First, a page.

State coastal commission to hold
public hearings on rule change
As part of an effort to improve regulatory efficiency, the state Coastal Resources Commission will hold public hearings in each of North Carolina’s eight oceanfront counties to gather comments on a proposal to change the formula used to calculate the width of the Ocean Erodible Area of Environmental Concern.
The change will result in an overall decrease in the amount of oceanfront property that falls under the commission’s permitting authority.
The hearings are scheduled for the following dates and locations:
Feb. 10, 1:30 pm. – Hilton Doubletree, 2717 W. Fort Macon Rd., Atlantic Beach
Feb. 18, 3 p.m. – Surf City Town Hall, 214 N. New River Dr., Surf City
Feb. 18, 5 p.m. – Onslow County Public Library, 1330 Hwy 210, Sneads Ferry
Mar. 3, 1 p.m. – Council Room, Oak Island Town Hall, 4601 E. Oak Island Dr., Oak Island
Mar. 3, 5 p.m. – Finance Conference Room #500, New Hanover County Government Center, 230 Government Center Dr., Wilmington
April 6, 1 p.m. – Ocracoke Volunteer Fire Dept., 822 Irvin Garrish Hwy, Ocracoke
May 9, 5 p.m. – Outer Banks Center for Wildlife Education, 1160 Village Lane, Corolla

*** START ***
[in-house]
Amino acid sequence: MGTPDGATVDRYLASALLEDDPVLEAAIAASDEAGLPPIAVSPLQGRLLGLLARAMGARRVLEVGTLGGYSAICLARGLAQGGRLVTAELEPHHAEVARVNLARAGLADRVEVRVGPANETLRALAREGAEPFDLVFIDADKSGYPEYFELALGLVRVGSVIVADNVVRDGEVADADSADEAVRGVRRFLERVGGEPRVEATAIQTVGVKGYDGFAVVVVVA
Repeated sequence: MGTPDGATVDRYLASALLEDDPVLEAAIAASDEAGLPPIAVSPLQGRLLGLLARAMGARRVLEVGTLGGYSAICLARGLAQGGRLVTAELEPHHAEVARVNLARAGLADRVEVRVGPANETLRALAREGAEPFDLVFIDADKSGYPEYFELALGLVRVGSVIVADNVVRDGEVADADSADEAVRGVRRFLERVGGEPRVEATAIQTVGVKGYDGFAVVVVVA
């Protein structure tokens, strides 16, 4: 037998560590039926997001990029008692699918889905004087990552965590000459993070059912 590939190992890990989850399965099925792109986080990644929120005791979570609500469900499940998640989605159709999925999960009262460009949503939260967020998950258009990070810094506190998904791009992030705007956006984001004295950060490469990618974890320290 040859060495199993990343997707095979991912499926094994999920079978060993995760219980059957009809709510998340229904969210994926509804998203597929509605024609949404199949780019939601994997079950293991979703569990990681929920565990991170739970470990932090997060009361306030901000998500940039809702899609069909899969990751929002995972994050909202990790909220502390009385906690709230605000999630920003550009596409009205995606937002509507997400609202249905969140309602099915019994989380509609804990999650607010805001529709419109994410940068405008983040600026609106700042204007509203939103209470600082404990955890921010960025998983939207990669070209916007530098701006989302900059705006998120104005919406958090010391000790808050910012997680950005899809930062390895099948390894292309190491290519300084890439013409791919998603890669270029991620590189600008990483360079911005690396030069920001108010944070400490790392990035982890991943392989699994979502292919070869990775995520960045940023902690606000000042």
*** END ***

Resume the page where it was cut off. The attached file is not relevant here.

May 10, 1:30 p.m. – Dare County Administration Building, 954 Marshall C. Collins Dr., Manteo
The Ocean Erodible Area of Environmental Concern covers North Carolina’s beaches and any other oceanfront lands that experience long-term beach erosion and significant shoreline changes. The landward boundary of this area is measured from the first point on the beach where stable, natural vegetation is present.
The boundary is currently determined by adding a distance equal to 60 times the long-term, average annual erosion rate for that stretch of shoreline to the distance of erosion expected during a major storm (100-year storm). The width of the area currently varies from about 145 feet to more than 700 feet. Average annual erosion rates for oceanfront properties are determined by the state’s coastal management agency.
The commission is proposing to alter the formula used to calculate the width of this area in order to be consistent with its current rules regarding setbacks for oceanfront construction. In the new calculation, the landward boundary would be determined by measuring from the first line of stable, natural vegetation and adding a distance equal to 90 times the long-term, average annual erosion rate, a change from the current multiplier of 60.
The change would also no longer add the distance determined by an outdated model that predicts the rate at which dunes will move back from the ocean during a major storm. The model is no longer necessary because the federal government now incorporates dune recession into National Flood Insurance Program V-Zones.
Written comments on the proposed rule change will be accepted until May 10, and may be sent via mail to Braxton C. Davis, Director, N.C. Division of Coastal Management, 400 Commerce Ave., Morehead City, N.C., 28557, or via e-mail to [email protected] Copies of the proposed rule change are available online at www.nccoastalmanagement.net.